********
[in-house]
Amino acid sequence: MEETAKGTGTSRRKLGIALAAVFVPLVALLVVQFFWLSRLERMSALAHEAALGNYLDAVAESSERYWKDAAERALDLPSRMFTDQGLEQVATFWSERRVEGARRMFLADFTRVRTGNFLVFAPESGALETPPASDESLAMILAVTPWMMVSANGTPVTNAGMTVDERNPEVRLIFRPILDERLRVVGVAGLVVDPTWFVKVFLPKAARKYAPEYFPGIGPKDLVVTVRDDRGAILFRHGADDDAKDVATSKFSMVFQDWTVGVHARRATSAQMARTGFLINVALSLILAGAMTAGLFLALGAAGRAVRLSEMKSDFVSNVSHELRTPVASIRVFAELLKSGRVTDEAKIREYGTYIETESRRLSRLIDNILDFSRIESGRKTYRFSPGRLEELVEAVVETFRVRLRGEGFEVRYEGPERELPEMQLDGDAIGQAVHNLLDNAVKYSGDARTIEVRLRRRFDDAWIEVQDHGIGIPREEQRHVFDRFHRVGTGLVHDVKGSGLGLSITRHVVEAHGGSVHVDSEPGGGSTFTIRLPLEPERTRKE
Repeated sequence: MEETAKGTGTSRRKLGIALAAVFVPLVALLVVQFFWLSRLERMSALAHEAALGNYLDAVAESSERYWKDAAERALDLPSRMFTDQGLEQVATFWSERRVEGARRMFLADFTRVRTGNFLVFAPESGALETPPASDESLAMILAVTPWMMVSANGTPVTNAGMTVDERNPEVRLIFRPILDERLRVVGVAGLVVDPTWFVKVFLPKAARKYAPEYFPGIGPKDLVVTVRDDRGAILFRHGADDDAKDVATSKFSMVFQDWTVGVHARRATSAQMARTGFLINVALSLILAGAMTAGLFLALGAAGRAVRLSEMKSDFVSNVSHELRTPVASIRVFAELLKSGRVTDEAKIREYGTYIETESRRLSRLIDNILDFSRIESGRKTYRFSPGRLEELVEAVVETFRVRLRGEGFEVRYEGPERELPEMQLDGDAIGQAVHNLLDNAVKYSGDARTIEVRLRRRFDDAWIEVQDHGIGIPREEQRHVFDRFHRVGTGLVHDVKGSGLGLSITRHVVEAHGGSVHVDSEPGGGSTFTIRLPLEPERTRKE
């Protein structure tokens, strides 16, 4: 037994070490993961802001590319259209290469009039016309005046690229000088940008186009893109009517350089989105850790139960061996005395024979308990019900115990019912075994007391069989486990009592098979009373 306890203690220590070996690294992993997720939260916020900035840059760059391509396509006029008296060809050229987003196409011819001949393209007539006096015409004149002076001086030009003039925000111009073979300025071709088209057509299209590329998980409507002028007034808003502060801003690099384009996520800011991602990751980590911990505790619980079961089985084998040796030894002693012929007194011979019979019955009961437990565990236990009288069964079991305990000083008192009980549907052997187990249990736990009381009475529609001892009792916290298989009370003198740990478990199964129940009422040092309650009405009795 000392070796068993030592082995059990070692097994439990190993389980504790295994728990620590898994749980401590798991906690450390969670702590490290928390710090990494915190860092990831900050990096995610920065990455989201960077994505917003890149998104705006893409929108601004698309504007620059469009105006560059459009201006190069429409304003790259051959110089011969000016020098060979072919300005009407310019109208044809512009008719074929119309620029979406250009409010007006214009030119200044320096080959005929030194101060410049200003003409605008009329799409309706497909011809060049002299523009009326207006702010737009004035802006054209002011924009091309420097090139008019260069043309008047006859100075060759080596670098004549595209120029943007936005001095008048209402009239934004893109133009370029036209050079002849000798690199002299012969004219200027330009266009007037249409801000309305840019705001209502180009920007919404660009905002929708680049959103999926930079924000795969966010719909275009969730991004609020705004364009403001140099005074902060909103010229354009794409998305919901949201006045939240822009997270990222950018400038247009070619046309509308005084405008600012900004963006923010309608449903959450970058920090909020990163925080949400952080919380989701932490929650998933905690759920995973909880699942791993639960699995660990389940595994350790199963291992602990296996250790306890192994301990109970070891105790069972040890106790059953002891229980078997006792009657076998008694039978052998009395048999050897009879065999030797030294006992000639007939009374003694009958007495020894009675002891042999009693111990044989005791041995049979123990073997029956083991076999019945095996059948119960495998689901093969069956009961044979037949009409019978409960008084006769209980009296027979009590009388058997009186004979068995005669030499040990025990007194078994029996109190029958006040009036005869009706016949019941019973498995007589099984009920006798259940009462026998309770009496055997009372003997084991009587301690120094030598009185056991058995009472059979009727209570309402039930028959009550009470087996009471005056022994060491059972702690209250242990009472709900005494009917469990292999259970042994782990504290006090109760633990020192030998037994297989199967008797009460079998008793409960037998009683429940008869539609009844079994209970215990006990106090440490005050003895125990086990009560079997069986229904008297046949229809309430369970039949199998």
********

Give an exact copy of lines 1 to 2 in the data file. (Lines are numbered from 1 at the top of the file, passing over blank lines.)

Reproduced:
[in-house]
Amino acid sequence: MEETAKGTGTSRRKLGIALAAVFVPLVALLVVQFFWLSRLERMSALAHEAALGNYLDAVAESSERYWKDAAERALDLPSRMFTDQGLEQVATFWSERRVEGARRMFLADFTRVRTGNFLVFAPESGALETPPASDESLAMILAVTPWMMVSANGTPVTNAGMTVDERNPEVRLIFRPILDERLRVVGVAGLVVDPTWFVKVFLPKAARKYAPEYFPGIGPKDLVVTVRDDRGAILFRHGADDDAKDVATSKFSMVFQDWTVGVHARRATSAQMARTGFLINVALSLILAGAMTAGLFLALGAAGRAVRLSEMKSDFVSNVSHELRTPVASIRVFAELLKSGRVTDEAKIREYGTYIETESRRLSRLIDNILDFSRIESGRKTYRFSPGRLEELVEAVVETFRVRLRGEGFEVRYEGPERELPEMQLDGDAIGQAVHNLLDNAVKYSGDARTIEVRLRRRFDDAWIEVQDHGIGIPREEQRHVFDRFHRVGTGLVHDVKGSGLGLSITRHVVEAHGGSVHVDSEPGGGSTFTIRLPLEPERTRKE